BACKGROUND: In the general US population, blacks and whites have been shown to undergo colon cancer treatment at disproportionate rates. Accessibility to medical care may be the most important factor influencing differences in colon cancer treatment rates among whites and blacks.
OBJECTIVE: We assessed whether racial disparities in colon cancer surgery and chemotherapy existed in an equal-access health care system. In addition, we sought to examine whether racial differences varied according to demographic and tumor characteristics.
DESIGN AND SETTING: Database research using the Department of Defense Military Health System.
PATIENTS: Patients included 2560 non-Hispanic whites (NHW) and non-Hispanic blacks (NHB) with colon cancer diagnosed from 1998 to 2007.
MAIN OUTCOME MEASURES: Logistic regression was used to assess the associations between race and the receipt of colon cancer surgery or chemotherapy while controlling for available potential confounders, both overall and stratified by age at diagnosis, sex, and tumor stage.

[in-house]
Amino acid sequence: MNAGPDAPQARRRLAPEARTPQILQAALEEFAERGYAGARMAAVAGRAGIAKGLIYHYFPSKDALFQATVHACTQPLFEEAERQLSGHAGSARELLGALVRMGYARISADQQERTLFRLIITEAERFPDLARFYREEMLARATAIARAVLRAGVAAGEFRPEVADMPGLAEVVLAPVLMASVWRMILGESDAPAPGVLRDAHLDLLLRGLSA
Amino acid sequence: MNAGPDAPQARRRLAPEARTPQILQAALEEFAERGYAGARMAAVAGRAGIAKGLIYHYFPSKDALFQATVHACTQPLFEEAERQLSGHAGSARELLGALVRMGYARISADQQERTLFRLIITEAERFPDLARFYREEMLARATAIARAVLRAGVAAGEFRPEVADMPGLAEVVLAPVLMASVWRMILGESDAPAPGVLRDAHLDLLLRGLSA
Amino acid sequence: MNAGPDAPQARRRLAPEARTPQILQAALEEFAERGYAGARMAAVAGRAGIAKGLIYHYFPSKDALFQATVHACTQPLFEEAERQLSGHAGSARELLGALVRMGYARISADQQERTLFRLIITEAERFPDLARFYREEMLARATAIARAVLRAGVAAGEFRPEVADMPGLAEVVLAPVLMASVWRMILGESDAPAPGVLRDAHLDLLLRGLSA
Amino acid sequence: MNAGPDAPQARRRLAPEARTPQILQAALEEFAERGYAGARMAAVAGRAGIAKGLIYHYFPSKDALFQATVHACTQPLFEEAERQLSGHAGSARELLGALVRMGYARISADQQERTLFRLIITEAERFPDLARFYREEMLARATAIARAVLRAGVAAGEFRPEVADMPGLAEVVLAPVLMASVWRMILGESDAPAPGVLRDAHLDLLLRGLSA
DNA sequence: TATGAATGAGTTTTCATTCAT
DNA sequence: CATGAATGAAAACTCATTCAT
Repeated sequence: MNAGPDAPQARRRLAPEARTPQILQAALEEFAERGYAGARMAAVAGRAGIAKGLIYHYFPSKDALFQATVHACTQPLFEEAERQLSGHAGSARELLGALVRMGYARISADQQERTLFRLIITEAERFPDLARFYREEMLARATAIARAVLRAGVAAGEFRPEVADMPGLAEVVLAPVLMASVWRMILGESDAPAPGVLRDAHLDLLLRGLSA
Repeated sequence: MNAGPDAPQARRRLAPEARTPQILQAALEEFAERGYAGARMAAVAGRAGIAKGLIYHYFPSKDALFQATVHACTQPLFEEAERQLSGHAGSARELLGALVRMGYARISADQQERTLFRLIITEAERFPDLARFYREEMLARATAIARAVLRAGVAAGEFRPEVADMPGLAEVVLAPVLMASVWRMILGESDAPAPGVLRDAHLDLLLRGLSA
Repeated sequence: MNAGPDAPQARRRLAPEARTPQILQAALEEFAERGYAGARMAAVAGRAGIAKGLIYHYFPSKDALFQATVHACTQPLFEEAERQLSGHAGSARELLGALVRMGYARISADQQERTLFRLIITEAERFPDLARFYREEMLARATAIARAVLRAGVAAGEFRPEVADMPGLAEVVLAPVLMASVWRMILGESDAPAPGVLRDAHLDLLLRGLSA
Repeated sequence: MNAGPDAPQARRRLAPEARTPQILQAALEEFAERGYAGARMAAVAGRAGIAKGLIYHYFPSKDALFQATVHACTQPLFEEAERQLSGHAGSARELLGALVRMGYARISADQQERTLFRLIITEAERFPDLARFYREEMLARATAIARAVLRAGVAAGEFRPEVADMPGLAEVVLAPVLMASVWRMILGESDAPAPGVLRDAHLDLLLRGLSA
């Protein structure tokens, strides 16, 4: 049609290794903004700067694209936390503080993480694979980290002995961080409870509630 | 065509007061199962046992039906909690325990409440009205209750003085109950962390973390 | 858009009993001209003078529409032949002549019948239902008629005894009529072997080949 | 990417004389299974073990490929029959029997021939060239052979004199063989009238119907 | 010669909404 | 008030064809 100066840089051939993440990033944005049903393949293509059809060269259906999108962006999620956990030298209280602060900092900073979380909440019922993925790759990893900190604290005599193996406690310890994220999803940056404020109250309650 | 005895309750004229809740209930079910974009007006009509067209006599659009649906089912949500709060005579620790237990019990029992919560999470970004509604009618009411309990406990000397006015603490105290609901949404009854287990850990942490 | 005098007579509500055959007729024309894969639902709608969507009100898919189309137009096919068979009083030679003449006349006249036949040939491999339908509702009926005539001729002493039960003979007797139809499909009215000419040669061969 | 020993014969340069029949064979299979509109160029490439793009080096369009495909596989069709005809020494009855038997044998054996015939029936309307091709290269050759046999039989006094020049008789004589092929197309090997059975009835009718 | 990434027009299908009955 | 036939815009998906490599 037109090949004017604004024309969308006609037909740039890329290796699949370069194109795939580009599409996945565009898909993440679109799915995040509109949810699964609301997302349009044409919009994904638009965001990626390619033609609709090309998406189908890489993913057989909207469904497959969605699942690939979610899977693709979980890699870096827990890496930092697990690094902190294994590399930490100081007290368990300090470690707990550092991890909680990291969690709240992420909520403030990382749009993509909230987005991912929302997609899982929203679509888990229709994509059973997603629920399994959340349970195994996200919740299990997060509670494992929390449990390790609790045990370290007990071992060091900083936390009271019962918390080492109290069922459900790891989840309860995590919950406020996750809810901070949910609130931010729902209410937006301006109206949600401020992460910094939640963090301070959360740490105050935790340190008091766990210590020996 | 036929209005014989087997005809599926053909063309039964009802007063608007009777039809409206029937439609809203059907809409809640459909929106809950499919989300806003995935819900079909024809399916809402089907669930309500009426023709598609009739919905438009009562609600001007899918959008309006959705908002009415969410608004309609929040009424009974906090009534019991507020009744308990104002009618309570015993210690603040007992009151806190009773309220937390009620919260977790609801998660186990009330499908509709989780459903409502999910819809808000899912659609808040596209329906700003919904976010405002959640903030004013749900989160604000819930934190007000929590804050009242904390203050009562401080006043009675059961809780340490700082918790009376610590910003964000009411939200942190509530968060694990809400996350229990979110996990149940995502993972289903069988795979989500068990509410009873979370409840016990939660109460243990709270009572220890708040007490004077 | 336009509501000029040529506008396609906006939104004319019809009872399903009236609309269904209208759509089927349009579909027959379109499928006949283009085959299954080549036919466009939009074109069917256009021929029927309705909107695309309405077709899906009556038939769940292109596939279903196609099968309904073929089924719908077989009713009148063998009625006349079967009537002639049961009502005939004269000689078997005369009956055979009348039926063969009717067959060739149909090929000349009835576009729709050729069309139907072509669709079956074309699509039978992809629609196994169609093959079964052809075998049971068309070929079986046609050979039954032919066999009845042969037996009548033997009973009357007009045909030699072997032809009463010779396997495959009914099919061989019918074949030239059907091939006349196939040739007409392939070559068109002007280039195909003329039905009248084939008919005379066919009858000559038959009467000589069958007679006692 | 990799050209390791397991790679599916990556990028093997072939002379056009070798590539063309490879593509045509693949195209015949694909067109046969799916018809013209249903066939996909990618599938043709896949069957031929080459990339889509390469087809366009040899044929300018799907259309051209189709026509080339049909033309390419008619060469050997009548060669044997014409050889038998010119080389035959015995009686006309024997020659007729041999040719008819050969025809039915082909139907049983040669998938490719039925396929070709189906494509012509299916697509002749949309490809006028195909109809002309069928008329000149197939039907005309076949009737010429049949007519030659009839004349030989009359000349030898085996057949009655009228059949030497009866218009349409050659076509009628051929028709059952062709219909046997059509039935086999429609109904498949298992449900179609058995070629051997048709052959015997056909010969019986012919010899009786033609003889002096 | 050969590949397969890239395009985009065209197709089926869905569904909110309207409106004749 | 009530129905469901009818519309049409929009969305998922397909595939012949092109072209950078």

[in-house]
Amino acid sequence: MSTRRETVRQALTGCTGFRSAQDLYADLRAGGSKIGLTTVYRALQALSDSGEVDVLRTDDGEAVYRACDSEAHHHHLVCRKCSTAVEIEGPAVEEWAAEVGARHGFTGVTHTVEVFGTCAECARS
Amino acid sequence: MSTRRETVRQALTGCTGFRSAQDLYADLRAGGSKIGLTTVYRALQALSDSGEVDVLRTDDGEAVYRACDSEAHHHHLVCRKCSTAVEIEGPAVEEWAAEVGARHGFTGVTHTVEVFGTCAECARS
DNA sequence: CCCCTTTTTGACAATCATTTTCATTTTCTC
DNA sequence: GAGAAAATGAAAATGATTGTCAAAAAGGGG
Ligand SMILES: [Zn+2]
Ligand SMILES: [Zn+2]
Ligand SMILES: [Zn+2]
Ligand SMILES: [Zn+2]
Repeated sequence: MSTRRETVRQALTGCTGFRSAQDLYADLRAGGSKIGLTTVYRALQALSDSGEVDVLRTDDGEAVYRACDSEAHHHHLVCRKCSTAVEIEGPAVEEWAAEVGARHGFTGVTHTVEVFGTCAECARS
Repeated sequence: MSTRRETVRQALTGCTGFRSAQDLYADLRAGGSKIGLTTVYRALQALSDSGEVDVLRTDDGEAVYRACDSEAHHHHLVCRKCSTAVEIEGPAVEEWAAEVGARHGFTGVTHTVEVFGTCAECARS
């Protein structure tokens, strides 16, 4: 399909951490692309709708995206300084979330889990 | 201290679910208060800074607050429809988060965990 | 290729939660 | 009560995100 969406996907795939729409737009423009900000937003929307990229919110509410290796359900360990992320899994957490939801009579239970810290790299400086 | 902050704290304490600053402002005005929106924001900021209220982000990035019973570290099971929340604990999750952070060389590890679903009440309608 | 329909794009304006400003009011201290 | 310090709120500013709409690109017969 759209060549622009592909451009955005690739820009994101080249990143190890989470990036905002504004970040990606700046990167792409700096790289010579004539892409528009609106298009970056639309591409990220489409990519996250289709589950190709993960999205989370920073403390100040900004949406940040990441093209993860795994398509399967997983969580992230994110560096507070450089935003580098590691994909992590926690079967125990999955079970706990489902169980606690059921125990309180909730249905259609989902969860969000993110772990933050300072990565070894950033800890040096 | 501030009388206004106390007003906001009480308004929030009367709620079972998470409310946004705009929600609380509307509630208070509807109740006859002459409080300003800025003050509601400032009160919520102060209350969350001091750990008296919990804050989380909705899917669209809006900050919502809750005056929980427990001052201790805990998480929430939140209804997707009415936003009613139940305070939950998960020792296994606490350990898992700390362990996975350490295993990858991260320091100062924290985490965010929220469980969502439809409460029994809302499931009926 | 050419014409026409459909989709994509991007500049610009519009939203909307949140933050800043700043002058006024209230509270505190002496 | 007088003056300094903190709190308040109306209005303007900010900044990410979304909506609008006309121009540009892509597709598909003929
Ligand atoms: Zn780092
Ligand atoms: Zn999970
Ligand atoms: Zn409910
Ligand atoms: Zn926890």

RESULTS: After multivariate adjustment, the odds of receiving colon cancer surgery or chemotherapy for NHBs versus NHWs were similar (OR, 0.75 [95% CI, 0.37–1.53]; OR, 0.79 [95% CI, 0.59–1.04]). In addition, no effect modifications by age at diagnosis, sex, and tumor stage were observed.
LIMITATIONS: Treatment data might not be complete for beneficiaries who also had non-Department of Defense health insurance.
CONCLUSIONS: When access to medical care is equal, racial disparities in the provision of colon cancer surgery and chemotherapy were not apparent. Thus, it is possible that the inequalities in access to care play a major role in the racial disparities seen in colon cancer treatment in the general population.